Chapter 19 Page 4 of 6

My chair was jostled slightly from behind and I turned to see what the disruption was. It was Jonny, trying to slip into the room as quietly as possible. He mouthed an apology when our eyes met and took the seat directly behind. I was pleased he was back. With all of these spooks in the room I might need an interpreter… or a diplomat.

Eventually Mr. Samuelson finished speaking. Much of what he had to say had been wasted on me for I could not keep up with the acronyms. Apparently the FBI has some sort of “initiative” called C3E that they are implementing in four stages. The first stage consists of training and re-educating the FBI work-force and is only now just nearing completion. The next three stages, to be implemented over five years, are the actual program. Apparently most of the other attendees in the room already knew about the program because Samuelson did not tell us what the acronym actually stood for until much later in the talk. It is `Combating Computer Crime and Espionage’. Much of his talk detailed the FBI’s (lack of?) progress in re-tooling to adapt to the rapid proliferation of computers and their use as telecommunications devices.

Samuelson asked for, and received, questions from the audience. There were one or two questions about the C3E program, all of them from the DISA contingent. The DISA people seemed to be at the meeting due to some bureaucratic necessity and not particularly interested in the issue at hand. Then, somebody in the CIA, a man in a beige sports-jacket and blue-jeans, with a yellow pencil in one hand and small spiral-bound notebook in the other (making him look a little like a journalist and very much out of place), asked if the FBI profile for the “hacker” included any international connections. Mr. Samuelson replied that technical details on the current status of “Case #228-CC/FFU-296” would be forthcoming in the presentations to follow. He actually rattled off the entire case number, as if we wouldn’t know which case he meant, this despite the fact that he had no doubts about which case the questioner meant without that person citing the case number. This last question provided Samuelson with a nice seguey into the next presentation and he took advantage of it. He introduced the next speaker — another FBI agent — and stepped down from the lecturn, while patting his forehead with his handkerchief.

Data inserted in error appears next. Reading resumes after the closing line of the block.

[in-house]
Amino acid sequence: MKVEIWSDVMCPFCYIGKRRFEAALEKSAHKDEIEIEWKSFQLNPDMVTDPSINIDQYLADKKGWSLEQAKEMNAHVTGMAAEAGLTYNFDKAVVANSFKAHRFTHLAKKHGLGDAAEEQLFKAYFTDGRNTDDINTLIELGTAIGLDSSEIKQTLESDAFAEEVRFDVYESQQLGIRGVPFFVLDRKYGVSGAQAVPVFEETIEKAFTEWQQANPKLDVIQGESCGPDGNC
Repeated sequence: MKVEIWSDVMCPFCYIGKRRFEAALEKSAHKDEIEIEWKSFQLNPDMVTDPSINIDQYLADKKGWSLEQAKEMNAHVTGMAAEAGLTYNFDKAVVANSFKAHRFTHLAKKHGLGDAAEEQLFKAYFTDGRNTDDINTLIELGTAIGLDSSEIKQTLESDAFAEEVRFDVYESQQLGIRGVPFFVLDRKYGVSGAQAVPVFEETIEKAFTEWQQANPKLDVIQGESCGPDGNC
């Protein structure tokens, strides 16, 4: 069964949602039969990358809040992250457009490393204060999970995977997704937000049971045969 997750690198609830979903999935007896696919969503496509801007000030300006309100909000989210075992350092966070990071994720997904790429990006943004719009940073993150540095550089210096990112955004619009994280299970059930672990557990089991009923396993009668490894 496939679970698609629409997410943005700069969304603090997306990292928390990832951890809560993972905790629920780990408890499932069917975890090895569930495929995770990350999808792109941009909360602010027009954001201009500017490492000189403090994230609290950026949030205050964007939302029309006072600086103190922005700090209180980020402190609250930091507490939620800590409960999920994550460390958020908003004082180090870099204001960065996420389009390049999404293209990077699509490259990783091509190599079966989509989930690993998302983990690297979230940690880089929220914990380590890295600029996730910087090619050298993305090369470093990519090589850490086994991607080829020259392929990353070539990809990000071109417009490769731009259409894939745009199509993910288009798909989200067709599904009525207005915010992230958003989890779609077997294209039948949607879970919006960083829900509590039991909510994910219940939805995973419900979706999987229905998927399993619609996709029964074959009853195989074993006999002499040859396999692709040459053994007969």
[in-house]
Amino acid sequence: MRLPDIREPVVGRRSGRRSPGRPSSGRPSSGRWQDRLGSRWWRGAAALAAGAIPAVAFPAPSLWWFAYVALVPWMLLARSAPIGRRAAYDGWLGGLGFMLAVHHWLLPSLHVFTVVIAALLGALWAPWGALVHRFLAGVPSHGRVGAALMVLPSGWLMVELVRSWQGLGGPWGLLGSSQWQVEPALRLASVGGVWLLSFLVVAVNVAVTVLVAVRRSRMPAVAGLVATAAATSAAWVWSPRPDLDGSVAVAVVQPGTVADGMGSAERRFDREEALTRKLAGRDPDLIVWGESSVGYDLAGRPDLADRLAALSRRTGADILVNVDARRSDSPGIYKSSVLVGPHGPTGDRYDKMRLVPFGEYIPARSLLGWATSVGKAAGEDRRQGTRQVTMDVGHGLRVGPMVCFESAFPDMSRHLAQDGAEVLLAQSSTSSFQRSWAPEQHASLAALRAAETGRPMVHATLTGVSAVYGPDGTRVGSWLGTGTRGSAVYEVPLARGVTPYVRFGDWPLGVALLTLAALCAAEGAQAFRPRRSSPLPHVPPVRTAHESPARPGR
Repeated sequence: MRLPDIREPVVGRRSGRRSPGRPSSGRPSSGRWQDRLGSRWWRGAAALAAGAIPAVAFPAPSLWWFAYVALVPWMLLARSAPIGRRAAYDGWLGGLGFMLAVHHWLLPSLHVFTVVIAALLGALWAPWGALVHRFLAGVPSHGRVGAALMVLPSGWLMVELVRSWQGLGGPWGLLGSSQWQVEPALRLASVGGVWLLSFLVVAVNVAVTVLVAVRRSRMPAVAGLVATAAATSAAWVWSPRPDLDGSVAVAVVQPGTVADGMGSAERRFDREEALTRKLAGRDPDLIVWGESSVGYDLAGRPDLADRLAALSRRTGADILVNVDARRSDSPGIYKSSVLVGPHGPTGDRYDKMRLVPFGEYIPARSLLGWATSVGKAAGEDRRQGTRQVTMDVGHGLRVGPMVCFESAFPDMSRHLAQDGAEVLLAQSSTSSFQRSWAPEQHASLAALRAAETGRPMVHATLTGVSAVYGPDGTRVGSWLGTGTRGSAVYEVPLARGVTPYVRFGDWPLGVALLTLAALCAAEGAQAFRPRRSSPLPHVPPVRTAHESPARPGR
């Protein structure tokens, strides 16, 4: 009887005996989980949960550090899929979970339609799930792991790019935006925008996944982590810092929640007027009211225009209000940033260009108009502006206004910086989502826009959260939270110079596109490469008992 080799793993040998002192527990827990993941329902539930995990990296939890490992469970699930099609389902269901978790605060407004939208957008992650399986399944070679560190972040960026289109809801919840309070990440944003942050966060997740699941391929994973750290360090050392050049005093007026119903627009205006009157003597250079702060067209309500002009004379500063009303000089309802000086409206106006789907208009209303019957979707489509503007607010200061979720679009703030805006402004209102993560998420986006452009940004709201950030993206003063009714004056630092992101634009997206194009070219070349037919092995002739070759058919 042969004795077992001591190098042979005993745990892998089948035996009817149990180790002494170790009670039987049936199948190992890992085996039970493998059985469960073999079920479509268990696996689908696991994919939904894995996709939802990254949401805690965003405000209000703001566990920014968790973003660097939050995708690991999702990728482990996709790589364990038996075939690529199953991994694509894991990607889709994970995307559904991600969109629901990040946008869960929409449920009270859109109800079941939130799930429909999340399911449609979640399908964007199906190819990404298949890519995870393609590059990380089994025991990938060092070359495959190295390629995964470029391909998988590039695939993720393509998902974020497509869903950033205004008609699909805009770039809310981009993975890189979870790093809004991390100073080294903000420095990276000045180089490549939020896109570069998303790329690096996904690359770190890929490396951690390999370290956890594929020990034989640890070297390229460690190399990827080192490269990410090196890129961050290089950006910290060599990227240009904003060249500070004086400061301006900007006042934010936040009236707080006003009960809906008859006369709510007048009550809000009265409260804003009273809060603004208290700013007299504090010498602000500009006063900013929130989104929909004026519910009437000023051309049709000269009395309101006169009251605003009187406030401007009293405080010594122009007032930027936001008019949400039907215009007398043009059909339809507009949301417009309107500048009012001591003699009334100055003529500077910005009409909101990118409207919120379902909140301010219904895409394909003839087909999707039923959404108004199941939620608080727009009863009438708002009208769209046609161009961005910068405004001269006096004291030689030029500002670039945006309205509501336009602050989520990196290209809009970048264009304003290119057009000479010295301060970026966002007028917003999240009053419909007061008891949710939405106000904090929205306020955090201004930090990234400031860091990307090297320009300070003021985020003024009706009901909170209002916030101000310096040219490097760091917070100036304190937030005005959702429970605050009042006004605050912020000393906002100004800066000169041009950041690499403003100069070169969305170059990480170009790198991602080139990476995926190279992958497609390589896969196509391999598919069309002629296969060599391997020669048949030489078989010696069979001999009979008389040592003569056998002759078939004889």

The next speaker was a young man with an athletic build, although he walked with a slight limp as he slowly made his way to the front of the room. I missed his name when Samuelson introduced him and he did not repeat it. He began with the profile. The FBI was still convinced that our adversary was a loner male computer geek with a PhD. They still believed that he was living in the United States. Two interesting changes in the profile were that they no longer listed him as a US citizen and that he was likely an employee of a bank. The speaker suggested that the subject might be an international graduate student at an American university or a permanent resident working for a US bank. The reasoning behind these changes was that the attacks were too sophisticated for an outsider, and they were no longer limited to domestic banks; counterfeit EFT’s had been found that were directed to foreign banks. The FBI was concentrating on France, Germany, and Russia.